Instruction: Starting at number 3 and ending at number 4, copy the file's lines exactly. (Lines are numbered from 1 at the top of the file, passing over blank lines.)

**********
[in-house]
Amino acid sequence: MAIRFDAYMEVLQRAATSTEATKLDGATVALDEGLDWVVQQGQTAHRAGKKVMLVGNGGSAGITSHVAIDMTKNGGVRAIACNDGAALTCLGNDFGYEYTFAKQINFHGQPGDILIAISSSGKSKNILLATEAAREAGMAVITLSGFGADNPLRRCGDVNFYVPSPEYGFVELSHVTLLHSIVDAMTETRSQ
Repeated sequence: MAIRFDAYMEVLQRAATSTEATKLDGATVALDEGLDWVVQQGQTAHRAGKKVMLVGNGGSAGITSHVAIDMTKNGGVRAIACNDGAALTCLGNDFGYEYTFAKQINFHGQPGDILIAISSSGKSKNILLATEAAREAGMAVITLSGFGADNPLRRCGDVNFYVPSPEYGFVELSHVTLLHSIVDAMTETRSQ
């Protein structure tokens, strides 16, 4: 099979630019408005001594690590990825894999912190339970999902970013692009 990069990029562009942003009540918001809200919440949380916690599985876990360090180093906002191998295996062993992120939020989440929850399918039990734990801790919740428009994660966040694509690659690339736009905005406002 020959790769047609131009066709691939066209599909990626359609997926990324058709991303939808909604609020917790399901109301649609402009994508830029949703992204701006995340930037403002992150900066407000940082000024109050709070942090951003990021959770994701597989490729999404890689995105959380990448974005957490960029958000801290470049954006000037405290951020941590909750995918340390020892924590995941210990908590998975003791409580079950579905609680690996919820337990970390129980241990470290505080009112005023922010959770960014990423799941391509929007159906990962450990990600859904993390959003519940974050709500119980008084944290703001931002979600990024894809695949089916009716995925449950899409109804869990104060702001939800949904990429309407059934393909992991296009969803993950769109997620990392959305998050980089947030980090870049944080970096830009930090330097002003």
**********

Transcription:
Repeated sequence: MAIRFDAYMEVLQRAATSTEATKLDGATVALDEGLDWVVQQGQTAHRAGKKVMLVGNGGSAGITSHVAIDMTKNGGVRAIACNDGAALTCLGNDFGYEYTFAKQINFHGQPGDILIAISSSGKSKNILLATEAAREAGMAVITLSGFGADNPLRRCGDVNFYVPSPEYGFVELSHVTLLHSIVDAMTETRSQ
């Protein structure tokens, strides 16, 4: 099979630019408005001594690590990825894999912190339970999902970013692009 990069990029562009942003009540918001809200919440949380916690599985876990360090180093906002191998295996062993992120939020989440929850399918039990734990801790919740428009994660966040694509690659690339736009905005406002 020959790769047609131009066709691939066209599909990626359609997926990324058709991303939808909604609020917790399901109301649609402009994508830029949703992204701006995340930037403002992150900066407000940082000024109050709070942090951003990021959770994701597989490729999404890689995105959380990448974005957490960029958000801290470049954006000037405290951020941590909750995918340390020892924590995941210990908590998975003791409580079950579905609680690996919820337990970390129980241990470290505080009112005023922010959770960014990423799941391509929007159906990962450990990600859904993390959003519940974050709500119980008084944290703001931002979600990024894809695949089916009716995925449950899409109804869990104060702001939800949904990429309407059934393909992991296009969803993950769109997620990392959305998050980089947030980090870049944080970096830009930090330097002003």